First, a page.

Part four - Best Practices for Blackboard 5.5 Backend Administrations
This section outlines the best practices for Blackboard 5.5 backend administrations. It includes the procedure required to automate service restart after an outage, log file management, polling mechanism to ensure service availability and some practical tips on performance tuning. This section on performance tuning is applicable only to Blackboard 5.5 platform using Solaris 8 operating system and Oracle 8.1.6i database.
- Automated Service Restart
A procedure has been in place to restart the service should an unexpected outage like power failure occurs. Other than the industry practice of having an Uninterrupted Power Supply (UPS) unit to shut down the servers gracefully, we have added the capability to re-start automatically when the power resumes. This is useful for situations as power outages might occur in the wee hours when nobody is around in the office (e.g. 3am) to execute the manual service restart procedure.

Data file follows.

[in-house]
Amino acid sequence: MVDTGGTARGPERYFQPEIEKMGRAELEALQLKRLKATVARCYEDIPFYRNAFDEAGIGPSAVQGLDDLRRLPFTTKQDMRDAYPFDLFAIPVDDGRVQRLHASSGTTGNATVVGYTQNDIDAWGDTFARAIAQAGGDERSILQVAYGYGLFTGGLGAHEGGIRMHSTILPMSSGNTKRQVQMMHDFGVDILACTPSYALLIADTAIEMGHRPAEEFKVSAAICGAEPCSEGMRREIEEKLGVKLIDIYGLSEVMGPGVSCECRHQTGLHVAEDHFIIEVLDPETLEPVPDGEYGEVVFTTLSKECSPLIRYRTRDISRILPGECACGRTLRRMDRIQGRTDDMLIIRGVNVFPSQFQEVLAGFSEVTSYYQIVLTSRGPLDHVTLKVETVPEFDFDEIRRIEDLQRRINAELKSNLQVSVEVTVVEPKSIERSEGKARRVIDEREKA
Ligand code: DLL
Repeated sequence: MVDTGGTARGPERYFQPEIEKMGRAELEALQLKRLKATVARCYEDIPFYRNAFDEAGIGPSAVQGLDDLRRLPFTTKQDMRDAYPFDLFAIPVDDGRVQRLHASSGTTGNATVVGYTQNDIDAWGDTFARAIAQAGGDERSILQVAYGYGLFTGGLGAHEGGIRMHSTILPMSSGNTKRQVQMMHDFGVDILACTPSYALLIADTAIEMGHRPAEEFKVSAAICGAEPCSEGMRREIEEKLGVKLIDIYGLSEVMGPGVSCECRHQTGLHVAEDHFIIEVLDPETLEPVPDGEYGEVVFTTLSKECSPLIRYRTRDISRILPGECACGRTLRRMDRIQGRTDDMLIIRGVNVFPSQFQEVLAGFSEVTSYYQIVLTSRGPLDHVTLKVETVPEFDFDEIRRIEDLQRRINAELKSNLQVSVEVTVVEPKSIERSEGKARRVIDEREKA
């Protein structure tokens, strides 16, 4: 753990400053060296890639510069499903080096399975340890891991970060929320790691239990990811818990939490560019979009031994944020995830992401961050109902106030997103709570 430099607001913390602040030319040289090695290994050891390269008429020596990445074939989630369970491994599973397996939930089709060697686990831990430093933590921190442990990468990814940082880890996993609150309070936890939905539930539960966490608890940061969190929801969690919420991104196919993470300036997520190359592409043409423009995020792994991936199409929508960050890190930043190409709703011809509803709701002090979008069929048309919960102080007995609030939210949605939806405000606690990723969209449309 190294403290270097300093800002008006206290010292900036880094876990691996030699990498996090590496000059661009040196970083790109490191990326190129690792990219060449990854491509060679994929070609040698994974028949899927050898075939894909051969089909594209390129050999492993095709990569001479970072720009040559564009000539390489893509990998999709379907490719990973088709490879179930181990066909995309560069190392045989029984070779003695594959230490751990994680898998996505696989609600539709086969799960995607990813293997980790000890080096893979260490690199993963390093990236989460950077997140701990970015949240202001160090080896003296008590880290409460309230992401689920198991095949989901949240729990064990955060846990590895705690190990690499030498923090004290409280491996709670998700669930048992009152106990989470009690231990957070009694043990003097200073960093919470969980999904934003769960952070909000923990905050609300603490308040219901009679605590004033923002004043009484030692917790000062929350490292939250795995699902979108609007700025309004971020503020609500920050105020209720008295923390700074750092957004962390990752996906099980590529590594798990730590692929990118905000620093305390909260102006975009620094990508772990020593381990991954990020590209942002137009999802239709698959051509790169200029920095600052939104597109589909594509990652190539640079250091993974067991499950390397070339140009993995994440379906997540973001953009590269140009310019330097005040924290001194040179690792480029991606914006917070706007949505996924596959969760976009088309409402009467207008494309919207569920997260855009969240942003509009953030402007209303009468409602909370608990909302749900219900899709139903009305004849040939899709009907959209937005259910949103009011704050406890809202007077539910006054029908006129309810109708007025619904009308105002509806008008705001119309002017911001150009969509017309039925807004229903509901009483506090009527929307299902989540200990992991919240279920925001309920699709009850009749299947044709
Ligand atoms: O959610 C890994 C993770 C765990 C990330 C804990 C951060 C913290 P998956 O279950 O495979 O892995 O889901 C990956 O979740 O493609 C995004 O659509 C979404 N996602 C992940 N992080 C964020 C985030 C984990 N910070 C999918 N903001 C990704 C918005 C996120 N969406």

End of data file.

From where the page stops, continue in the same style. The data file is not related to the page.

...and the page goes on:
In such a scenario, the Blackboard 5.5 application and web services as well as the Oracle 8.1.6i database services must be able to start up automatically while the servers are being booted up. Scripts have been written to bounce or start up services for Apache, WebLogic and the Oracle Database instance.
- Log Files
Log files for web access and system errors are useful resources when there is a need to perform investigation on systems malfunctioning or forensic analysis on illegitimate web access to course site repository (like on-line grade book).